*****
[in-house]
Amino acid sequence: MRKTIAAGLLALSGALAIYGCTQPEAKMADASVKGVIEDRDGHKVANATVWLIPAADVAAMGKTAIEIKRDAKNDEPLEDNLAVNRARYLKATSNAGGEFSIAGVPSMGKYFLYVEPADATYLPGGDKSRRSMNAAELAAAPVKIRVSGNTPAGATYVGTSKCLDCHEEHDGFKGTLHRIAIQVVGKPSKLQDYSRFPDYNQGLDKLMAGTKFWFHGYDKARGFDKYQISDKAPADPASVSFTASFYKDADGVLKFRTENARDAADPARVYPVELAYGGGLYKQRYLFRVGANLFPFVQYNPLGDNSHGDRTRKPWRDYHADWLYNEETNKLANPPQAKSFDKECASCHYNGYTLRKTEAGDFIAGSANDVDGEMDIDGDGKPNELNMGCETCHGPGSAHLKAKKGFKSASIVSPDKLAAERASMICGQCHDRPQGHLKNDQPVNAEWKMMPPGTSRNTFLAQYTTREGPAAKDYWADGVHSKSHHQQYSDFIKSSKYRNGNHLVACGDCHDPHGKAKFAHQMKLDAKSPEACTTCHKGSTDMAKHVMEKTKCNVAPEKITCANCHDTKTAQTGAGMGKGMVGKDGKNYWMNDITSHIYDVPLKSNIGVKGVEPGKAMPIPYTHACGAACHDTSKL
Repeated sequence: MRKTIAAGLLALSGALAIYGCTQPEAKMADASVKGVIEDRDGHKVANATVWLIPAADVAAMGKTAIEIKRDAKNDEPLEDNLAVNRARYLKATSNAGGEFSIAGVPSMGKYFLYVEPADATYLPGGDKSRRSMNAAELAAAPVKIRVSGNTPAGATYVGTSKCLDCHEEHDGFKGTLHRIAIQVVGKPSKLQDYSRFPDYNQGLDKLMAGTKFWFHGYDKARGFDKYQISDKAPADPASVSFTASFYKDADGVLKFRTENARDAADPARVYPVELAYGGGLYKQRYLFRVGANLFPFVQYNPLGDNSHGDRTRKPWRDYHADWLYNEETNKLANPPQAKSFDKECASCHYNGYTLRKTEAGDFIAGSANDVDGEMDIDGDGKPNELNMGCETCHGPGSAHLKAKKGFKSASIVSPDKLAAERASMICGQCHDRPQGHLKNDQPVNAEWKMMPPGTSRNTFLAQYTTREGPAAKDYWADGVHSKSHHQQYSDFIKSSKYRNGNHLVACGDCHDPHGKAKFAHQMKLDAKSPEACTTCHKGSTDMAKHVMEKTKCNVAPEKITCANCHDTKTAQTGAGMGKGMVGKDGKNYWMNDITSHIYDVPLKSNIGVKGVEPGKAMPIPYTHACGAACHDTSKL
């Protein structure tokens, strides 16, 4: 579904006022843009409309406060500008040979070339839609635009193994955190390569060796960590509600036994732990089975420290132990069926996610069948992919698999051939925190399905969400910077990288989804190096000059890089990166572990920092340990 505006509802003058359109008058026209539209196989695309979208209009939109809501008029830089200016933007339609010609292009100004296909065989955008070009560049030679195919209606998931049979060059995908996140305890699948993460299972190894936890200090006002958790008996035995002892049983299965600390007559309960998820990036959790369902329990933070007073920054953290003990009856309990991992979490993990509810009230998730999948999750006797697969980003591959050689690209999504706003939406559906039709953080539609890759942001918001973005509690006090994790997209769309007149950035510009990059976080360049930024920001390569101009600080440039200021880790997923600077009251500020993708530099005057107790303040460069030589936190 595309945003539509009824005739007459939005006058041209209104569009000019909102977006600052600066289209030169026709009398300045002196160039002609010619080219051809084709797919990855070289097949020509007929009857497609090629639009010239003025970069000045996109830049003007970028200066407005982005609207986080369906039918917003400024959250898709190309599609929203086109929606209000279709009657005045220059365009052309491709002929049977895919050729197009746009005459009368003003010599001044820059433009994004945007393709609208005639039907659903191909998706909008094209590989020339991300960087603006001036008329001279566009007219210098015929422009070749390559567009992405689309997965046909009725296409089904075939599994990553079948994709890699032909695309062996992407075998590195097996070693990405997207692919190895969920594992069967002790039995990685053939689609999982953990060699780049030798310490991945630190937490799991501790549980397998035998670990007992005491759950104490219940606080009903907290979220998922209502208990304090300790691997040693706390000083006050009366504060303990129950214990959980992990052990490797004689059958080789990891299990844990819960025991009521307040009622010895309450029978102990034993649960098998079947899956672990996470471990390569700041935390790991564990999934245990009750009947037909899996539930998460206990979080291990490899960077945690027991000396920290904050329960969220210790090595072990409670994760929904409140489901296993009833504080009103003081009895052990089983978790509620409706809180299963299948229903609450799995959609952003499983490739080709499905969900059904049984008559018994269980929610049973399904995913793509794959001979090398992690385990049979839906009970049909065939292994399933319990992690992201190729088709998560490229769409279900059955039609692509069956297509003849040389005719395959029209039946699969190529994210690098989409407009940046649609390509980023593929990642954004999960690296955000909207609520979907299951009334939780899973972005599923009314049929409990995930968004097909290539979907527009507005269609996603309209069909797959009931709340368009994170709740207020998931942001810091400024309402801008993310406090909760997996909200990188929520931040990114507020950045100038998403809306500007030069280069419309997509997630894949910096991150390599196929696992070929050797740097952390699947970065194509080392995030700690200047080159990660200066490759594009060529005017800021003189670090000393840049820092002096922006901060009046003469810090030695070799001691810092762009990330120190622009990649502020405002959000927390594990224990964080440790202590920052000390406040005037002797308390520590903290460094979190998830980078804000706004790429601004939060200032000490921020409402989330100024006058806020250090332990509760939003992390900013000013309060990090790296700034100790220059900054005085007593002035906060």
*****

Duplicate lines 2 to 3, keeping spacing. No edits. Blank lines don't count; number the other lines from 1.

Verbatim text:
Amino acid sequence: MRKTIAAGLLALSGALAIYGCTQPEAKMADASVKGVIEDRDGHKVANATVWLIPAADVAAMGKTAIEIKRDAKNDEPLEDNLAVNRARYLKATSNAGGEFSIAGVPSMGKYFLYVEPADATYLPGGDKSRRSMNAAELAAAPVKIRVSGNTPAGATYVGTSKCLDCHEEHDGFKGTLHRIAIQVVGKPSKLQDYSRFPDYNQGLDKLMAGTKFWFHGYDKARGFDKYQISDKAPADPASVSFTASFYKDADGVLKFRTENARDAADPARVYPVELAYGGGLYKQRYLFRVGANLFPFVQYNPLGDNSHGDRTRKPWRDYHADWLYNEETNKLANPPQAKSFDKECASCHYNGYTLRKTEAGDFIAGSANDVDGEMDIDGDGKPNELNMGCETCHGPGSAHLKAKKGFKSASIVSPDKLAAERASMICGQCHDRPQGHLKNDQPVNAEWKMMPPGTSRNTFLAQYTTREGPAAKDYWADGVHSKSHHQQYSDFIKSSKYRNGNHLVACGDCHDPHGKAKFAHQMKLDAKSPEACTTCHKGSTDMAKHVMEKTKCNVAPEKITCANCHDTKTAQTGAGMGKGMVGKDGKNYWMNDITSHIYDVPLKSNIGVKGVEPGKAMPIPYTHACGAACHDTSKL
Repeated sequence: MRKTIAAGLLALSGALAIYGCTQPEAKMADASVKGVIEDRDGHKVANATVWLIPAADVAAMGKTAIEIKRDAKNDEPLEDNLAVNRARYLKATSNAGGEFSIAGVPSMGKYFLYVEPADATYLPGGDKSRRSMNAAELAAAPVKIRVSGNTPAGATYVGTSKCLDCHEEHDGFKGTLHRIAIQVVGKPSKLQDYSRFPDYNQGLDKLMAGTKFWFHGYDKARGFDKYQISDKAPADPASVSFTASFYKDADGVLKFRTENARDAADPARVYPVELAYGGGLYKQRYLFRVGANLFPFVQYNPLGDNSHGDRTRKPWRDYHADWLYNEETNKLANPPQAKSFDKECASCHYNGYTLRKTEAGDFIAGSANDVDGEMDIDGDGKPNELNMGCETCHGPGSAHLKAKKGFKSASIVSPDKLAAERASMICGQCHDRPQGHLKNDQPVNAEWKMMPPGTSRNTFLAQYTTREGPAAKDYWADGVHSKSHHQQYSDFIKSSKYRNGNHLVACGDCHDPHGKAKFAHQMKLDAKSPEACTTCHKGSTDMAKHVMEKTKCNVAPEKITCANCHDTKTAQTGAGMGKGMVGKDGKNYWMNDITSHIYDVPLKSNIGVKGVEPGKAMPIPYTHACGAACHDTSKL